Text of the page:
Sunday, March 05, 2006


Bad Overcoat?
Birds gotta swim,
Fish gotta fly,
I gotta love one yarn 'til I die.
Can't help
Knitting yet another sweater out of the most recent to die for yarn that I've just bought and can't stop touching.
(apologies to Billie Holliday)


I swoon. Dear, dear husband gave me a hefty gift certificate to Wild & Woolly for Christmas, and I've seen their entire stock way too much, so I waited until yesterday to make another trip down and see what they had. Well.

They had malabrigo. The yarn named inexplicably in Spanish, "bad overcoat." No idea what that's about. But the yarn...oh, the yarn...it's knitters' crack. I was patting it in the car. While I was driving. Yep, reached around and grabbed that bag and pulled out a skein and...well, let's just say we hid it when a police car cruised by.

I restrained myself enough to wind just one hank on my ball winder and piled the rest on the worktable to take a picture for you. Like butter, this is.

Purring inside, I then knit an inch or so each on the Hardangervidda (which is for dh and he'd really like it while the weather's still cold, and he's wonderful, anyway), also on the leaf cardigan. No pics as the progress is not really visible to the naked eye.

Brown thumb department:
I'm not what you would call a really good gardener. What I lack is stamina, really; I start well, and then eventually forget to water something for a week or maybe two, and then, it's dead. Beyond resurrection, usually. This is why I like geraniums; they actually thrive under this mistreatment.

Last spring, in a fit of inspiration after having visited the orangerie at Saltram, I thought, hey, I could grow a citrus something or other! The children reminded me of the two lemon trees I killed a couple of years ago. Accordingly, I approached this with some healthy caution (which is unusual for me), and explained to the salesperson at Lexington Gardens that I am really, really talented at killing plants, and asked for The Most Explicit Instructions Possible for caring for a lime tree. The tree lives. It gave us three limes last year and it's now going great guns. Behold!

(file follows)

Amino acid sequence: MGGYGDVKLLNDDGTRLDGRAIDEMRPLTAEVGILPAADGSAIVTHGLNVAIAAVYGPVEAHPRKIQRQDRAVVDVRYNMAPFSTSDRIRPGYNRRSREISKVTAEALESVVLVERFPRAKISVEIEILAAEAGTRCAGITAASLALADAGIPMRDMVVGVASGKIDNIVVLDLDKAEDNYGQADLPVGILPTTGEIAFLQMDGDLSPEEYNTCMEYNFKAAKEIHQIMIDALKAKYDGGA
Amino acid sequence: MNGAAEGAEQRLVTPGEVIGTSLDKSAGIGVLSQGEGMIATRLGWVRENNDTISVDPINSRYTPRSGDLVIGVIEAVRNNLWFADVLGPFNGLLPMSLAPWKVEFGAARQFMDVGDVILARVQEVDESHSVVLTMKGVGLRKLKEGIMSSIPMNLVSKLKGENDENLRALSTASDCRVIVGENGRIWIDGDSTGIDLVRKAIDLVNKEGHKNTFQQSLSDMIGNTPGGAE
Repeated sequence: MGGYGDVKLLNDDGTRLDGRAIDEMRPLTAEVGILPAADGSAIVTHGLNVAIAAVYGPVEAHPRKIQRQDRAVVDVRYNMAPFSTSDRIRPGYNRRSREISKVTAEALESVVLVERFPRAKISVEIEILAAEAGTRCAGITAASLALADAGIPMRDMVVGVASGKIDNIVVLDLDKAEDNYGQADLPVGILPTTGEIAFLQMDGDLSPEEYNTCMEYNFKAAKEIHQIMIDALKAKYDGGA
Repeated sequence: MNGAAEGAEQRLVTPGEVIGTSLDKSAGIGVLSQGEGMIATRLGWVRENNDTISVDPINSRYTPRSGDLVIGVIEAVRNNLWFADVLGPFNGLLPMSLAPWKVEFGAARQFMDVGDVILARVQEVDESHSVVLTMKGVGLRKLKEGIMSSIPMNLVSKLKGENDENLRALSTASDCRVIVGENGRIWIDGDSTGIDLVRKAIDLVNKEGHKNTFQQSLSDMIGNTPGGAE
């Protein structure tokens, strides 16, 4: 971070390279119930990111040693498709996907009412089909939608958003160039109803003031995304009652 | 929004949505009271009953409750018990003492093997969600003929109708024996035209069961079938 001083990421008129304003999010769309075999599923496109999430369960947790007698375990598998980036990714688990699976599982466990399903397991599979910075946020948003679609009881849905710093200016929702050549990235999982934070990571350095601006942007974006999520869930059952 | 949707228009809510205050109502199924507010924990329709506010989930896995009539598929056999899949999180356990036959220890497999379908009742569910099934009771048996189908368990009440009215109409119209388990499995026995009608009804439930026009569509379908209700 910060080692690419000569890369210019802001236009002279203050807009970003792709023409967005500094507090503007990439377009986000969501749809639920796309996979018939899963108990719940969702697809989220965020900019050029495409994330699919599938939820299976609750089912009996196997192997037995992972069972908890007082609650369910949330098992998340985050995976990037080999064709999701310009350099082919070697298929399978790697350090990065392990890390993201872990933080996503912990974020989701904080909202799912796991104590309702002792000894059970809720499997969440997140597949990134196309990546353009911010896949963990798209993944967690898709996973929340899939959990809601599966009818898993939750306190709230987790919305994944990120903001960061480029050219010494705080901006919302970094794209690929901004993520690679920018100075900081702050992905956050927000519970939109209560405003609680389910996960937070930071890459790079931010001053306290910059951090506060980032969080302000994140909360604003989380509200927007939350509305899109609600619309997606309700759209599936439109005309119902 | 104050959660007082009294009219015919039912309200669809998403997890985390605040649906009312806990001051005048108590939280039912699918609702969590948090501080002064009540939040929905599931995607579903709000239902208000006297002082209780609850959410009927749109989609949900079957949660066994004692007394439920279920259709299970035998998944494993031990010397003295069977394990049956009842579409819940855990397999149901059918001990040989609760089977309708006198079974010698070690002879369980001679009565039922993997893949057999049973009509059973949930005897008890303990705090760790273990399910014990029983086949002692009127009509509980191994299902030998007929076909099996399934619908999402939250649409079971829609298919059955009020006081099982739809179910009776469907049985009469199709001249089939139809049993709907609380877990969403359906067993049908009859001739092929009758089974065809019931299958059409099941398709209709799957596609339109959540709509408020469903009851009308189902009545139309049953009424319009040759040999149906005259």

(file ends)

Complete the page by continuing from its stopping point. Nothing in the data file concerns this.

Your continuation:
The other weird little picture is my experiment with some turnip tops. I noticed there were little sprouts of fresh green coming out of the tops of some turnips I'd bought and stuck in the fridge for what was probably too long, and I thought I'd see if I could turn them into plants. The result amuses me. I keep watering them, they keep growing. Go figure. (Thank you for sharing that, Liz...) Does anybody know what you do with these next? Do I just stick them in the ground once it's no longer frozen? It'd be better if anyone in the house actually liked turnips, I admit.

Thank you for the holiday suggestions, sep and Lucia and kat; it's really helpful. See, the trouble I always have is that dh, wonderful though he is, is a native of those parts, and gets about as excited about visiting turista destinations in the UK as I do about visiting Cape Cod. Which is, not very. Canal boats! The Orkneys! Oh, yeah!

I've finally taken a look at the March almanac chapter, and it's the fabulous colorwork sweater this month. Deep breath. I'd love dearly to make the whole sweater, but given the other work on the plate at the moment, I think I'll be safe with a swatch hat and probably leave it at that. So much yarn, so little time.

3 Comments:

Blogger brooklyn tweed said...

once malabrigo passes over your needles... you'll never look back!

10:59 AM  
Blogger Lucia said...

That would be true about your DH, wouldn't it? Sort of like Boomer's sister and her kids visiting and saying "can we please please go to the Old North Bridge it's so cool and historic pleease?" Me: "Oh, all right, ho hum."

About the Malabrigo: I'll be right over. Hey, Liz, what's that over there?

2:02 PM  
Blogger CDG said...

liz, i just found your site through the SnB Boston page... love the malabrigo. I'm afghaning in malabrigo right now - there're pictures on my blog: www.rubysu87.blogspot.com . What's the color you show? It's yum!

3:03 PM  

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